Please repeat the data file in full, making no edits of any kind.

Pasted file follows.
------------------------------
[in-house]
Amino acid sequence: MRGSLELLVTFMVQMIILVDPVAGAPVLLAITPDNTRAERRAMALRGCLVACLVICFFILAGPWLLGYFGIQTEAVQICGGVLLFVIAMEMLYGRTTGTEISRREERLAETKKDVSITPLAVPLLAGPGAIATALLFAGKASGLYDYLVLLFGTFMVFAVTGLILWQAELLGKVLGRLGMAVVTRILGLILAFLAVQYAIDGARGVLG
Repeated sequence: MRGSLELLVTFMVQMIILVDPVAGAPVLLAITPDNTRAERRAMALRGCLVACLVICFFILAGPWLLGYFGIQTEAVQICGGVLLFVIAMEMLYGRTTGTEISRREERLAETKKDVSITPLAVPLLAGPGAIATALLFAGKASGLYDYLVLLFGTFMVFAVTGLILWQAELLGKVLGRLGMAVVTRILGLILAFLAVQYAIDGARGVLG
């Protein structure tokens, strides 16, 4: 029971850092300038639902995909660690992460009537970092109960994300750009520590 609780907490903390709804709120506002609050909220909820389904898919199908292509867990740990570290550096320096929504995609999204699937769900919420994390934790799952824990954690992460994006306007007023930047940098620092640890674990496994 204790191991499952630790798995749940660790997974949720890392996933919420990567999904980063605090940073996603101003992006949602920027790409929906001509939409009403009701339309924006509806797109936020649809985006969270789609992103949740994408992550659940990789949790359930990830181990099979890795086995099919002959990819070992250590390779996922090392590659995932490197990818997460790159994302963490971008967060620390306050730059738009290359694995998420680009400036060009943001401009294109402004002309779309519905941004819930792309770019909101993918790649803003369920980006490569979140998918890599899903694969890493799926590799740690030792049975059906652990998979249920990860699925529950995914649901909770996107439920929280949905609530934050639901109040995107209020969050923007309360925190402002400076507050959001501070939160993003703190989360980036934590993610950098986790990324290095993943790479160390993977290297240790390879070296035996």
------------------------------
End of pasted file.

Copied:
[in-house]
Amino acid sequence: MRGSLELLVTFMVQMIILVDPVAGAPVLLAITPDNTRAERRAMALRGCLVACLVICFFILAGPWLLGYFGIQTEAVQICGGVLLFVIAMEMLYGRTTGTEISRREERLAETKKDVSITPLAVPLLAGPGAIATALLFAGKASGLYDYLVLLFGTFMVFAVTGLILWQAELLGKVLGRLGMAVVTRILGLILAFLAVQYAIDGARGVLG
Repeated sequence: MRGSLELLVTFMVQMIILVDPVAGAPVLLAITPDNTRAERRAMALRGCLVACLVICFFILAGPWLLGYFGIQTEAVQICGGVLLFVIAMEMLYGRTTGTEISRREERLAETKKDVSITPLAVPLLAGPGAIATALLFAGKASGLYDYLVLLFGTFMVFAVTGLILWQAELLGKVLGRLGMAVVTRILGLILAFLAVQYAIDGARGVLG
């Protein structure tokens, strides 16, 4: 029971850092300038639902995909660690992460009537970092109960994300750009520590 609780907490903390709804709120506002609050909220909820389904898919199908292509867990740990570290550096320096929504995609999204699937769900919420994390934790799952824990954690992460994006306007007023930047940098620092640890674990496994 204790191991499952630790798995749940660790997974949720890392996933919420990567999904980063605090940073996603101003992006949602920027790409929906001509939409009403009701339309924006509806797109936020649809985006969270789609992103949740994408992550659940990789949790359930990830181990099979890795086995099919002959990819070992250590390779996922090392590659995932490197990818997460790159994302963490971008967060620390306050730059738009290359694995998420680009400036060009943001401009294109402004002309779309519905941004819930792309770019909101993918790649803003369920980006490569979140998918890599899903694969890493799926590799740690030792049975059906652990998979249920990860699925529950995914649901909770996107439920929280949905609530934050639901109040995107209020969050923007309360925190402002400076507050959001501070939160993003703190989360980036934590993610950098986790990324290095993943790479160390993977290297240790390879070296035996």